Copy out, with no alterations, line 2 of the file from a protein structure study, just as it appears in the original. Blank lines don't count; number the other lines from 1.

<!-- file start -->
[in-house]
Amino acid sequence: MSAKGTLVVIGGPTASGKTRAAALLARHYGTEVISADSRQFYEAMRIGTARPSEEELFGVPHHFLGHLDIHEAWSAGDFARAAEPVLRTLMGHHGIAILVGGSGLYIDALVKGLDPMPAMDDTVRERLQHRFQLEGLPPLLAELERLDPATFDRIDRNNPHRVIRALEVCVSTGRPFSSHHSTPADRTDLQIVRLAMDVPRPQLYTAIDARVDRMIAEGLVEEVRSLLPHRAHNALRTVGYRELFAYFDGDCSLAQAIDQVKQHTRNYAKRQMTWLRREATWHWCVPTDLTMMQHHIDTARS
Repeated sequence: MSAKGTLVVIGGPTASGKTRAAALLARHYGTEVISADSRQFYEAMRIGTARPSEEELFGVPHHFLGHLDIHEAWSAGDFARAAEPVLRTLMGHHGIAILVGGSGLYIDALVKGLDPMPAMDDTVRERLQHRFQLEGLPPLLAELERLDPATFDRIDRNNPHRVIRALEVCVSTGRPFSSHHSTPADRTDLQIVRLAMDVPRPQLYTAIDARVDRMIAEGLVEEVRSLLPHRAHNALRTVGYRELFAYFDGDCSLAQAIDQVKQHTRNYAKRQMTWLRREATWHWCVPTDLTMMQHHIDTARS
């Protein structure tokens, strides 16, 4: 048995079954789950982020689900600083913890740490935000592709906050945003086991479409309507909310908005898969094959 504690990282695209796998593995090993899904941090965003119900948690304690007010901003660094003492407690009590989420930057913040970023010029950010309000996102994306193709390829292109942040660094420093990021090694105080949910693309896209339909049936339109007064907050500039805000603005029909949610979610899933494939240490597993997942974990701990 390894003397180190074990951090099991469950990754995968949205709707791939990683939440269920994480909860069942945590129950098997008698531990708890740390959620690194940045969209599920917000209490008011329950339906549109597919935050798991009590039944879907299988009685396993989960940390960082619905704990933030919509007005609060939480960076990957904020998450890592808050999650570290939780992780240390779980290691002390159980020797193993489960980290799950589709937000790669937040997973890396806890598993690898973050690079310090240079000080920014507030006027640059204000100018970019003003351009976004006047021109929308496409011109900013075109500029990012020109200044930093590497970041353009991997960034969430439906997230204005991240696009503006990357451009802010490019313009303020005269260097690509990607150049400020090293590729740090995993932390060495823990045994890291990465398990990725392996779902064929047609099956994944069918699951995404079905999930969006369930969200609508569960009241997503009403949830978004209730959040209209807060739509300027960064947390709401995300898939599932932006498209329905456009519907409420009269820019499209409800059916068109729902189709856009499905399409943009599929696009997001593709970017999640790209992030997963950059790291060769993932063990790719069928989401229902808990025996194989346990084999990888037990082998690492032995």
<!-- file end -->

Amino acid sequence: MSAKGTLVVIGGPTASGKTRAAALLARHYGTEVISADSRQFYEAMRIGTARPSEEELFGVPHHFLGHLDIHEAWSAGDFARAAEPVLRTLMGHHGIAILVGGSGLYIDALVKGLDPMPAMDDTVRERLQHRFQLEGLPPLLAELERLDPATFDRIDRNNPHRVIRALEVCVSTGRPFSSHHSTPADRTDLQIVRLAMDVPRPQLYTAIDARVDRMIAEGLVEEVRSLLPHRAHNALRTVGYRELFAYFDGDCSLAQAIDQVKQHTRNYAKRQMTWLRREATWHWCVPTDLTMMQHHIDTARS